A recent string of heinous juvenile crimes has sparked public concern over increasingly violent teenagers who spend most of their time in the seemingly lawless cyberspace.
Experts say the unrestrained and uncultured life in online communities that allows anonymity is one of the critical factors motivating young students to commit brutal criminal acts without remorse.
As young children play games in which they should stab and kill characters to get higher points, they become unable to distinguish between reality and cyberspace,” said Sung Yun-sook, research fellow at the National Youth Policy Institute.
Last Monday, a group of teenagers killed a 20-year-old college student by stabbing him dozens of times after an argument over his girlfriend’s membership in an Internet cafe that claims to mingle with spirits.
The case was the latest in a series of shocking teenage crimes including kidnappings and rapes.
Another group of nine teenagers beat a high school girl to death and buried her in a park in Gyeonggi Province last month after she spoke ill of them. Last December, a middle-school student in Daegu took her own life after being tortured and beaten by her friends.
he wide use of the Internet and smartphones has increased teenagers’ exposure to harmful materials, which can have a formative impact on the way they think and behave, experts noted. Korea’s Internet penetration rate hovers at around 90 per cent.
“While Internet-related technology develops quickly, culture in cyberspace appears to be lagging behind. As they are anonymous and do not confront anybody face to face in cyberspace, young students are ‘disinhibited’ oftentimes,” Sung of the NYPI said.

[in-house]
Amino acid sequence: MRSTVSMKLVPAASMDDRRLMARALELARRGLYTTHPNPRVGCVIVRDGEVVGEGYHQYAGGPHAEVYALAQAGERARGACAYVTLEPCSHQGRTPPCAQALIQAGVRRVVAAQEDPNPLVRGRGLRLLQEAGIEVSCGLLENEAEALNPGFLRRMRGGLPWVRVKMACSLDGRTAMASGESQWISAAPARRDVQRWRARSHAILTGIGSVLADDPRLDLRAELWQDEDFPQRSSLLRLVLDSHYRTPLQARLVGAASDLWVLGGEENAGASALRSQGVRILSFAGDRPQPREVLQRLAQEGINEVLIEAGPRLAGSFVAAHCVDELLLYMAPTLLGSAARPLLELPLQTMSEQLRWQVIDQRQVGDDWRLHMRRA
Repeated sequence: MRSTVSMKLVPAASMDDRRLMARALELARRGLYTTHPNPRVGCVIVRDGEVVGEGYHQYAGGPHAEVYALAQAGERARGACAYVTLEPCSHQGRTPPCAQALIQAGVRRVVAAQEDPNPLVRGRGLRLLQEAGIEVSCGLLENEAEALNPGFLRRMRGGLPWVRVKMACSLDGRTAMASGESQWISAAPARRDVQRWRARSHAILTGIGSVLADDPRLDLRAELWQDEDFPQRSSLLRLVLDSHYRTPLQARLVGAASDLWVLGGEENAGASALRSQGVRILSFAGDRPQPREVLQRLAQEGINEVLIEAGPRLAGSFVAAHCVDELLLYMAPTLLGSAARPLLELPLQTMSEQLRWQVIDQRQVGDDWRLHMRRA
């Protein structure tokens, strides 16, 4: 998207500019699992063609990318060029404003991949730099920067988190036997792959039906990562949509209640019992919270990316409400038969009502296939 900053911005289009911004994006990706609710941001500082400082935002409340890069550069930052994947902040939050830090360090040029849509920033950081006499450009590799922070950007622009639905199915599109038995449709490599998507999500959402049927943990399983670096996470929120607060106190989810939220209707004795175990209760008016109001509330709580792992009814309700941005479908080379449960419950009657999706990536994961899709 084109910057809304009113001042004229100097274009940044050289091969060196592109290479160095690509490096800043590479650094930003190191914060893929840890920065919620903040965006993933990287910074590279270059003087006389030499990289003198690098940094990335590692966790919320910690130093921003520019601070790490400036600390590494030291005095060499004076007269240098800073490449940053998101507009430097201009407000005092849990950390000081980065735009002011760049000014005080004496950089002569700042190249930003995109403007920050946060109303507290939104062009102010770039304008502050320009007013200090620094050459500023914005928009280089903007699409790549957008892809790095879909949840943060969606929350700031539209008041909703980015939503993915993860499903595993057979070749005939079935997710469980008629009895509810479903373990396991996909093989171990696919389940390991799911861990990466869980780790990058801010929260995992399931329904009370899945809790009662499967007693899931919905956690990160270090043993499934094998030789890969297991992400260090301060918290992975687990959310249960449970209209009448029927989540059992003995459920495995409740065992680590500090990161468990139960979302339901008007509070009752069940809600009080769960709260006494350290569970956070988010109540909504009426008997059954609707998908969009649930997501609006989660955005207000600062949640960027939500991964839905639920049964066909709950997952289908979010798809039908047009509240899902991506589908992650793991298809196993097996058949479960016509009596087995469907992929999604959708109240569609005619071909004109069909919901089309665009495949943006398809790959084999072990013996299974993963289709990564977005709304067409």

“They often lose self-control as no one is watching what they are doing, while in real life, they are careful about others’ eyes.”
Concerns over violent acts by teenagers are echoed by their peers.
“Many of my friends do what they see on Internet games. One threw stones at friends as if they were grenades in an online game, either for fun or to tease them. Some got seriously hurt,” said Joo Bo-mi, a senior high school student.
Recent data from the Ministry of Gender Equality and Family showed some negative effects of the Internet.
One out of every 10 teenagers is addicted to the Internet, according to the survey. Nearly 50 per cent of middle and high school students play games rated unsuitable for them while more than 40 per cent engage in games that involve gambling.
Some scholars, however, disagree with the idea that the immature culture in cyberspace makes young people more violent and confused about what is unacceptable in real life.
“The violent crimes committed by some of the so-called ‘digital natives’ are isolated issues. Most of them can tell what is right and wrong in real life” said Park Han-woo, communications professor at Yeungnam University.
It is anachronistic to make a distinction between cyberspace and real life given that online activities have already become core parts of our life, he added, stressing the importance of ethics education for young students.
“Whether we like it or not, we should accept the changing environment for the new media including social networking services,” Park said. “Thus, it is not right to view the Internet as a tool for crimes or students as slaves of smartphones.”
Experts say that there needs to be a comprehensive approach to address problems in cyberspace involving young students.
Along with legal restrictions on violence and other vulgar activities in cyberspace, there should be efforts to sensitise young students about what their online activities could result in and how they hurt others’ feelings, according to experts.
Song Sang-ho and Kim Young-won
The Korea Herald Publication Date : 11-05-2012